Adana Kebab - Posted by Lale on 2/3/2006, 15:39:59
I have never been to Adana but I have eaten a few dishes from its hot and spicy kitchen. Adana Kebab is the most famous. Here is a recipe:
Spicy Grilled Ground Veal and Lamb Patties
Adana is a city in southeastern Turkey in the middle of the fertile Cilician (Çukurova) Plain. Its history is ancient; this was the area of the Hittite empire (c. 1800 B.C.). The cuisine of Adana has some influence from nearby Syria, but its most famous contribution to Turkish cuisine is the Adana kebab or köfte, a spicy hot mixture of ground lamb that is grilled. When you come across very spicy Turkish food in western Anatolia, it is a sure sign that it is imported from eastern Anatolia, where they enjoy hotter foods. Adana's interest in spicy foods might have a medieval origin for in the time of Marco Polo the nearby port of Ayas was an important transhipment place for Asiatic spices and wares; the Venetians, perpetually mesmerized by spices, even had a bailo (consul) there. I've changed the basic recipe so one is using ground meat instead of chunks of meat.
3/4 pound ground lamb
3/4 pound ground veal
2 teaspoons cayenne pepper, or more to taste
2 teaspoons freshly ground coriander seeds
2 teaspoons freshly ground cumin seeds
2 teaspoons freshly ground black pepper
Salt to taste
2 tablespoons unsalted butter, cut into tiny pieces
2 pide bread (see Note below)
Extra virgin olive oil, melted unsalted butter, or vegetable oil for brushing
2 medium onions, peeled and sliced
1 tablespoon sumac (a spice found in Middle Eastern markets)
Finely chopped fresh parsley leaves for garnish
1. In a large bowl, knead the lamb, veal, cayenne, coriander, cumin, pepper, salt, and butter together well, keeping your hands wet so the meat doesn't stick to them. Cover and let the mixture rest in the refrigerator for 1 hour.
2. Prepare a charcoal fire or preheat a gas grill on medium-low for 15 minutes. Form the meat into patties about six inches long and two inches wide. Grill until the köfte are springy to the touch, about 20 minutes, turning often.
3. Meanwhile, brush the pide bread with olive oil, melted butter, or vegetable oil and grill or griddle for a few minutes until hot but not brittle.
4. Arrange the köfte on a serving platter or individual plates and serve with the pide bread, sliced onions, a sprinkle of sumac, and chopped parsley as a garnish.
Note: Turkish (and Greek) style pide bread is not the pocket bread we know as Arabic bread or pita bread. It is a flatbread, though, that needs to be warmed before using, usually to wrap foods in. It can be replaced with pita bread, of course, or even Indian nan bread that you might find in an Indian market. Pide bread can be found in Greek and Middle Eastern markets (often in the frozen food section).
Makes 4 servings
Stamp from Cilicia - Posted by Steven on 7/3/2006, 19:58:18
The postage stamp pictured below was printed for use in Adana and the surrounding area. It tells a bit about the history of the region during the early part of the 20th Century.
This stamp was never used in the mail, but it was repeatedly modified as governments changed, and the existing stock of postage stamps were "overprinted" to reflect new purposes.
The original stamp (only the green part) was a design issued by the Ottoman Empire in 1909. This was the year that Mehmed V became Sultan as part of the revolt of the Young Turks. The green design in the center, mostly obscured by the red overprint, is the "tughra" of Mehmed V, his calligraphic signature.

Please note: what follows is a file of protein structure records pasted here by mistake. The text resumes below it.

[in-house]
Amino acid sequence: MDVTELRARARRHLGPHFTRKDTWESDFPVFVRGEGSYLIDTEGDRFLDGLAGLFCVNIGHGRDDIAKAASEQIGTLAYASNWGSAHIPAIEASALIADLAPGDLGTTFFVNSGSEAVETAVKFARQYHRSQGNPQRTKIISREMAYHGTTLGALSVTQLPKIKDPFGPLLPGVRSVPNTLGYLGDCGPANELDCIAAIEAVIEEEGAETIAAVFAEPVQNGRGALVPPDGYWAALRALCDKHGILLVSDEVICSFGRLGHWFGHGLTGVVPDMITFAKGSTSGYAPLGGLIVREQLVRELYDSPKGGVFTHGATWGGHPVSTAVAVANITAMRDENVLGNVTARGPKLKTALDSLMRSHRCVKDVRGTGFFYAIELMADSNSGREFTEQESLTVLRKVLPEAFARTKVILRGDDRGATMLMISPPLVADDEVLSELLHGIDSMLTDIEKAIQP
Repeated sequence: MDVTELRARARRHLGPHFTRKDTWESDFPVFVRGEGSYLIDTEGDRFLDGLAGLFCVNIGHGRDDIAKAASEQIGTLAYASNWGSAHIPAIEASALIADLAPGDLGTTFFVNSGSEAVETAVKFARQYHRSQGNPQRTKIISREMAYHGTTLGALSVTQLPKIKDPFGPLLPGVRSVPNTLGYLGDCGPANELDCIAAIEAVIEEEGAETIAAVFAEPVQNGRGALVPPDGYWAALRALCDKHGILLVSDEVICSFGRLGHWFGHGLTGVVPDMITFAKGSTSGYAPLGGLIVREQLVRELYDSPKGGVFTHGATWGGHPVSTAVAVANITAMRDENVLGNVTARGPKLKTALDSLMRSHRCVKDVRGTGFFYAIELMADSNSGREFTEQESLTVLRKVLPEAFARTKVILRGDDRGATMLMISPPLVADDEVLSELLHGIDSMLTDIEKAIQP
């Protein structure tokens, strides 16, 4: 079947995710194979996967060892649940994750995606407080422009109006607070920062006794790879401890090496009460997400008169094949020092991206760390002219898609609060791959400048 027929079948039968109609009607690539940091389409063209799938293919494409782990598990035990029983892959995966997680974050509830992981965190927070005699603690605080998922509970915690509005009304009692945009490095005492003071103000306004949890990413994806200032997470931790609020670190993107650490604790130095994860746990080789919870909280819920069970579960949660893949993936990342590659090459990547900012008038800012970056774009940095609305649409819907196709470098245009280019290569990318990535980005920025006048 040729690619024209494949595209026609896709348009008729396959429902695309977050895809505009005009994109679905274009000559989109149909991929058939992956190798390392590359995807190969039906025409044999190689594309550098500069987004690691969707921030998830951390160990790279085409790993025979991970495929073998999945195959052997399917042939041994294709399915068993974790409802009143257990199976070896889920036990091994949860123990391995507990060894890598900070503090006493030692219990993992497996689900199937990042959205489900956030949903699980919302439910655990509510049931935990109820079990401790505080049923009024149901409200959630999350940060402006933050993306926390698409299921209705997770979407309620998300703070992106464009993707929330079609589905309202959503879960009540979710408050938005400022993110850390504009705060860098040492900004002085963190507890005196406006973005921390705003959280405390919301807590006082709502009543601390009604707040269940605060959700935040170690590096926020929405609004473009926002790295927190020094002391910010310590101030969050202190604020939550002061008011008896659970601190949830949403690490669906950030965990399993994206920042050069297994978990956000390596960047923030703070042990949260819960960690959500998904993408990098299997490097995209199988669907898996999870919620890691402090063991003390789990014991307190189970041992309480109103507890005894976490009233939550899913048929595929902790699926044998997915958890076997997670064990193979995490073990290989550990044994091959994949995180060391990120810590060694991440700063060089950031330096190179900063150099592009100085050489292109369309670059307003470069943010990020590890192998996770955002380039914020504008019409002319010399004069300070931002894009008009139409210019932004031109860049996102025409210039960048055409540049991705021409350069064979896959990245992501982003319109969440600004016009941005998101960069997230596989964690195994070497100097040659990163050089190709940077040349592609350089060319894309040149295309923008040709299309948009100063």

In July 1918, near the end of World War I, Mehmed V died and was succeeded as sultan by his brother who was crowned Mehmed VI. The following year, after the Empire had been defeated, the existing stocks of postage stamps were overprinted to celebrate the first anniverary of Mehmed VI's accession. The red design is his tughra, printed on top of that of his brother. The red text is the date "1919" and "1335" in Arabic, the date in the Islamic calendar.
At about the same time, Ottoman postal authorities decided to change the value and purpose of the stamp, and printed over it once more. Typically this is done when inflation makes existing stamps useless, but it's more economical to overprint them than to print entirely new ones. The blue numbers at the bottom and the text at the top change it from a regular postage stamp worth 2 paras, to a stamp specifically for mailing newspapers, worth 5 paras.
Now come the French. Though the southern parts of the Ottoman Empire had been conquered by the combined forces of the British and Arabs (remember the movie Lawrence of Arabia), a portion was turned over to French administration in 1919. This portion included the modern states of Syria, Lebanon, and a slice of southern Turkey: Cilicia.
The French seized existing stocks of postage stamps and overprinted them to show that they were now valid under the new regime. The innitials T. E. O. stand for "Territories Ennemis Occupes."
Lastly the stamp was overprinted "Cilicie" to show that it was for use in Cilicia - the setting for our novel.
By the treaty signed by Mehmed VI, Cilicia was to have become part of French Syria rather than Turkey. However, a nationalist revolt by Mustafa Kemal (later surnamed Atatürk), deposed Mehmed VI and repudiated the treaty. In 1923 (the year Yasar Kemal was born) a new treaty was signed, and Cilicia was freed from French occupation, becoming a part of Turkey. Never having been used, our stamp was now invalid for postage and became just a collector's curiosity.
Posted by Lale on 7/3/2006, 20:50:27
Very cool. Thank you Steven. Do you own this stamp?
: Lastly the stamp was overprinted "Cilicie" to show that it
: was for use in Cilicia - the setting for our novel.
I had never heard of the name Cilicie or Cilicia, so I looked it up. Indeed it is the area of Adana and environs (Kilikya in Turkish), a name given by the Romans.